Seattle Times on Condo Appreciation

Seattle Times: Condos appreciate strongly; studios lead:

Since 2000, King County condominiums have outperformed single-family houses two out of five years. And even when they haven’t, their appreciation has been strong.

In 2005, for example, the county’s single-family houses appreciated 16.3 percent per square foot. Condos climbed a healthy 13.5 percent.

The article also lists to some good sidebars:

I get the sense that as home prices went up and the first part of the baby boomer generation whose kids have left started unlocking the value in their homes and moving to relatively cheap condos. Now that housing is slowing down condos are catching up but will also plateau out in a year two (unless interests start to decline). Especially consdering we’re already seeing condo prices for 2 bedroom condos downtown approach the prices for houses in neighborhoods bordering downtown.

About Matt

Matt , Urbnlivn's publisher, has a love for lofts with industrial features and new construction condos that is only eclipsed by his passion for outdoor sports and urban living. Phrases such as “polished concrete” and “exposed brick” are music to his ears. You can also find Matt on Twitter or skiing.

  • Peckham

    I read the following in an article written by DEBORAH YAO, AP Business Writer:

    “From coast to coast, developers are nixing or delaying condominium projects as home sales decelerate, construction costs soar and lenders start to balk at financing units that might not sell. What’s making it worse is the glut of high-priced condos and too few people who can afford them… With housing looking increasingly anemic, it’s not surprising that developers are bailing out.”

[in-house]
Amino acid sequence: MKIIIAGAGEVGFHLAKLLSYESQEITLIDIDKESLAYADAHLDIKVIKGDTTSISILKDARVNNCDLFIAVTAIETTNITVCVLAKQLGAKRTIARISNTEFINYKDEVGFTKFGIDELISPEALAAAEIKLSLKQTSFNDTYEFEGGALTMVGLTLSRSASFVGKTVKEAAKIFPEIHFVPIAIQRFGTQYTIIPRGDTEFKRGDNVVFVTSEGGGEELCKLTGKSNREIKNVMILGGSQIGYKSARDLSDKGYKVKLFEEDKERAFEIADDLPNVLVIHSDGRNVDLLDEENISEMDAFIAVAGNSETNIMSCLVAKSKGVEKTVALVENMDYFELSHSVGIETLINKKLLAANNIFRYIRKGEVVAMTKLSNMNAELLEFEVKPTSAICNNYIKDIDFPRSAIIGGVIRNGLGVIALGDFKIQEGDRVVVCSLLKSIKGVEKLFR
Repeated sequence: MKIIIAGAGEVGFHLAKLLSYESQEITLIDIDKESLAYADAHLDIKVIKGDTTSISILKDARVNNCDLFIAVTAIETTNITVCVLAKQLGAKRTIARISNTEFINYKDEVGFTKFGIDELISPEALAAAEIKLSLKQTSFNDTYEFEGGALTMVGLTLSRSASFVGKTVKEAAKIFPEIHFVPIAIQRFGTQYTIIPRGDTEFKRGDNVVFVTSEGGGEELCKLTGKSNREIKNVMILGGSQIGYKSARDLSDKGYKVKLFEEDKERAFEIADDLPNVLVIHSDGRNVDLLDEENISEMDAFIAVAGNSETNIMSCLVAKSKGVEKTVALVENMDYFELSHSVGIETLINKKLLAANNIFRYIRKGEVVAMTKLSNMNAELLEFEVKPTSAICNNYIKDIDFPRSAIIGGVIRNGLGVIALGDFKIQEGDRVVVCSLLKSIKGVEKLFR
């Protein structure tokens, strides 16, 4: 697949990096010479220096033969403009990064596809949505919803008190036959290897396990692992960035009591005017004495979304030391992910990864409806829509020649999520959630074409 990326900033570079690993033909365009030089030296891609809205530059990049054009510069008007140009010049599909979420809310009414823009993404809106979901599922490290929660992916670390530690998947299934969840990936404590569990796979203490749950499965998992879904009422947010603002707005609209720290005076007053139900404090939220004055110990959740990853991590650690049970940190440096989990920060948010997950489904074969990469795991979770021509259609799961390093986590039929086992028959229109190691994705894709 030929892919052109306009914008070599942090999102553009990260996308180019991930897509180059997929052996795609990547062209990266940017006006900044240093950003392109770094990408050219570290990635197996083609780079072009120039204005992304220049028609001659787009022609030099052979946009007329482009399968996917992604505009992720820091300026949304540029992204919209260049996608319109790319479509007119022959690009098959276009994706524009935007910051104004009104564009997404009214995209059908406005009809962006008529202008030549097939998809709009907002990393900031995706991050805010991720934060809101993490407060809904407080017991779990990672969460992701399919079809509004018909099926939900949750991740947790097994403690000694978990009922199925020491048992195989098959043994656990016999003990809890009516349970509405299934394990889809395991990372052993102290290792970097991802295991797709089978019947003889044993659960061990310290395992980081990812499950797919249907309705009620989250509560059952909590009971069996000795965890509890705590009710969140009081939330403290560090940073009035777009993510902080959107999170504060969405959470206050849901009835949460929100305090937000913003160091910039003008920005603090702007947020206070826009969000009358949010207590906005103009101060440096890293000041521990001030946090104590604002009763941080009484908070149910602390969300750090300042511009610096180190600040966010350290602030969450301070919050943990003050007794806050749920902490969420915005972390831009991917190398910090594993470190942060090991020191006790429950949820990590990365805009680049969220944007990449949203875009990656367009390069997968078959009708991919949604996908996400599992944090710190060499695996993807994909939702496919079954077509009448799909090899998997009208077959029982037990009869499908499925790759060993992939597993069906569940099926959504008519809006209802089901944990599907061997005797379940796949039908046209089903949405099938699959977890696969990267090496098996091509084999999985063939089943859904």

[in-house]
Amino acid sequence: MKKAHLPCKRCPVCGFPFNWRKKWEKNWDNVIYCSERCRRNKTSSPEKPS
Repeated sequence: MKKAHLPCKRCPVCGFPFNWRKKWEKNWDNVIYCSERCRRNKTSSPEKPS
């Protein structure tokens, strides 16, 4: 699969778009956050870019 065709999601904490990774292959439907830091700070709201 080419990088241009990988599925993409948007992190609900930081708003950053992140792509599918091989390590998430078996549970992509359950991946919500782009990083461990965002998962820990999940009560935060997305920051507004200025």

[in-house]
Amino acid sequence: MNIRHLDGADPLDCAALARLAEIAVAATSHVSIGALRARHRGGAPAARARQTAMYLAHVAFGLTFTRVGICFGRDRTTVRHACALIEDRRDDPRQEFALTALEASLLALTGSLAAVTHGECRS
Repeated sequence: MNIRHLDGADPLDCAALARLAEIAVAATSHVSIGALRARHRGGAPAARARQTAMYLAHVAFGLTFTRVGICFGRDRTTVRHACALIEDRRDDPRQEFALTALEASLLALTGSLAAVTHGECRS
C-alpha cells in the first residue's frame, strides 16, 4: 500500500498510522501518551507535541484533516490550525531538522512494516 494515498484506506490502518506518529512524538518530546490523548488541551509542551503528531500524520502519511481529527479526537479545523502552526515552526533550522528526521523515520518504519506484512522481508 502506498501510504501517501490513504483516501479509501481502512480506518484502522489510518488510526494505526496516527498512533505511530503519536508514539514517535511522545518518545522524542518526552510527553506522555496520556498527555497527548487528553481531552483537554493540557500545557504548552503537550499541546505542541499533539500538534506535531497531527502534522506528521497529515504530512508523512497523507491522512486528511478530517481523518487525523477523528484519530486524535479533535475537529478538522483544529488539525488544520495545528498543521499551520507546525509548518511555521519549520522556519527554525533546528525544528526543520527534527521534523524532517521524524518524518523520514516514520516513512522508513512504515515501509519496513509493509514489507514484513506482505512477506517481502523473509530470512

I can’t help but think that all this sales hype and lifestyle-speak is just a ploy to sell these Vulcan projects before Seattle catches on to the downward trend that is happening all around the rest of the country. You know, stuff like this:

    “Sales of existing single-family detached homes dropped 25 percent in the Bay Area from second-quarter 2005 to second-quarter 2006, Prudential California Realty reported, while the inventory of active listings increased 34 percent. Sales of existing single-family detached homes dropped 35 percent in Napa County in second-quarter 2006 compared to second-quarter 2005, and fell 32 percent in Sonoma County and 30 percent in Solano County.

  • Peckham

    I read the following in an article written by DEBORAH YAO, AP Business Writer:

    “From coast to coast, developers are nixing or delaying condominium projects as home sales decelerate, construction costs soar and lenders start to balk at financing units that might not sell. What’s making it worse is the glut of high-priced condos and too few people who can afford them… With housing looking increasingly anemic, it’s not surprising that developers are bailing out.”

    I can’t help but think that all this sales hype and lifestyle-speak is just a ploy to sell these Vulcan projects before Seattle catches on to the downward trend that is happening all around the rest of the country. You know, stuff like this:

    “Sales of existing single-family detached homes dropped 25 percent in the Bay Area from second-quarter 2005 to second-quarter 2006, Prudential California Realty reported, while the inventory of active listings increased 34 percent. Sales of existing single-family detached homes dropped 35 percent in Napa County in second-quarter 2006 compared to second-quarter 2005, and fell 32 percent in Sonoma County and 30 percent in Solano County.